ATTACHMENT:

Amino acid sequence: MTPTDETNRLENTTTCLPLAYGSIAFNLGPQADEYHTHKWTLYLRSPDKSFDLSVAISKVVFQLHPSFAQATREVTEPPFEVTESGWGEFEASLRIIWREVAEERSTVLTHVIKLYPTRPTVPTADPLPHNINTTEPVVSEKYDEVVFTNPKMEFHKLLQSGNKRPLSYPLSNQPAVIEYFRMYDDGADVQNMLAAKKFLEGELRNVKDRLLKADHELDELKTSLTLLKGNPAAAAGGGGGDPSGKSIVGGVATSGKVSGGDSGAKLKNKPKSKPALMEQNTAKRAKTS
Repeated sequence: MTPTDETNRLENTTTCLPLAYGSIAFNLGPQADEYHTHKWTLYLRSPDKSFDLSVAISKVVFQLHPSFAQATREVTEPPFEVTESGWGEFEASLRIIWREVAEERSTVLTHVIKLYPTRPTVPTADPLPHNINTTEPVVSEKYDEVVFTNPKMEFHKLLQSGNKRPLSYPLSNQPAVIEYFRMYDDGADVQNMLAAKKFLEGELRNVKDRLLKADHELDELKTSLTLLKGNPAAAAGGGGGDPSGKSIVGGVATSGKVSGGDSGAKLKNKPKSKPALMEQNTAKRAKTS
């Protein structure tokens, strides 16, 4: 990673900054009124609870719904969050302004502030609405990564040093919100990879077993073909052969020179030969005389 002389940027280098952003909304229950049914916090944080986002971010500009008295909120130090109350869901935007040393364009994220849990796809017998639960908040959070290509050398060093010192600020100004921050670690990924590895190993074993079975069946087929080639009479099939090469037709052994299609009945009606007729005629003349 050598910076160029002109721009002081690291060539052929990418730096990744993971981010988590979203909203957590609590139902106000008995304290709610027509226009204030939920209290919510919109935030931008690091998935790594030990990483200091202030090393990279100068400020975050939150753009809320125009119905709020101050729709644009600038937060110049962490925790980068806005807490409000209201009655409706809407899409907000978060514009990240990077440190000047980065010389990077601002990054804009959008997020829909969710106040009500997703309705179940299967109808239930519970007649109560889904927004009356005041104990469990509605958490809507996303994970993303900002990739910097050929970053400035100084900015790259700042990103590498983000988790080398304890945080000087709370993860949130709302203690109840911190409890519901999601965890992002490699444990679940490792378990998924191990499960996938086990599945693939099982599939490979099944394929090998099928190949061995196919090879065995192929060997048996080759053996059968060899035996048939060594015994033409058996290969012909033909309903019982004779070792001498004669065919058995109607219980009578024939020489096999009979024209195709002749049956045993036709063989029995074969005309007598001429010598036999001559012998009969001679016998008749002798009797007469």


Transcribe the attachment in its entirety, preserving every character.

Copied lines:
Amino acid sequence: MTPTDETNRLENTTTCLPLAYGSIAFNLGPQADEYHTHKWTLYLRSPDKSFDLSVAISKVVFQLHPSFAQATREVTEPPFEVTESGWGEFEASLRIIWREVAEERSTVLTHVIKLYPTRPTVPTADPLPHNINTTEPVVSEKYDEVVFTNPKMEFHKLLQSGNKRPLSYPLSNQPAVIEYFRMYDDGADVQNMLAAKKFLEGELRNVKDRLLKADHELDELKTSLTLLKGNPAAAAGGGGGDPSGKSIVGGVATSGKVSGGDSGAKLKNKPKSKPALMEQNTAKRAKTS
Repeated sequence: MTPTDETNRLENTTTCLPLAYGSIAFNLGPQADEYHTHKWTLYLRSPDKSFDLSVAISKVVFQLHPSFAQATREVTEPPFEVTESGWGEFEASLRIIWREVAEERSTVLTHVIKLYPTRPTVPTADPLPHNINTTEPVVSEKYDEVVFTNPKMEFHKLLQSGNKRPLSYPLSNQPAVIEYFRMYDDGADVQNMLAAKKFLEGELRNVKDRLLKADHELDELKTSLTLLKGNPAAAAGGGGGDPSGKSIVGGVATSGKVSGGDSGAKLKNKPKSKPALMEQNTAKRAKTS
């Protein structure tokens, strides 16, 4: 990673900054009124609870719904969050302004502030609405990564040093919100990879077993073909052969020179030969005389 002389940027280098952003909304229950049914916090944080986002971010500009008295909120130090109350869901935007040393364009994220849990796809017998639960908040959070290509050398060093010192600020100004921050670690990924590895190993074993079975069946087929080639009479099939090469037709052994299609009945009606007729005629003349 050598910076160029002109721009002081690291060539052929990418730096990744993971981010988590979203909203957590609590139902106000008995304290709610027509226009204030939920209290919510919109935030931008690091998935790594030990990483200091202030090393990279100068400020975050939150753009809320125009119905709020101050729709644009600038937060110049962490925790980068806005807490409000209201009655409706809407899409907000978060514009990240990077440190000047980065010389990077601002990054804009959008997020829909969710106040009500997703309705179940299967109808239930519970007649109560889904927004009356005041104990469990509605958490809507996303994970993303900002990739910097050929970053400035100084900015790259700042990103590498983000988790080398304890945080000087709370993860949130709302203690109840911190409890519901999601965890992002490699444990679940490792378990998924191990499960996938086990599945693939099982599939490979099944394929090998099928190949061995196919090879065995192929060997048996080759053996059968060899035996048939060594015994033409058996290969012909033909309903019982004779070792001498004669065919058995109607219980009578024939020489096999009979024209195709002749049956045993036709063989029995074969005309007598001429010598036999001559012998009969001679016998008749002798009797007469």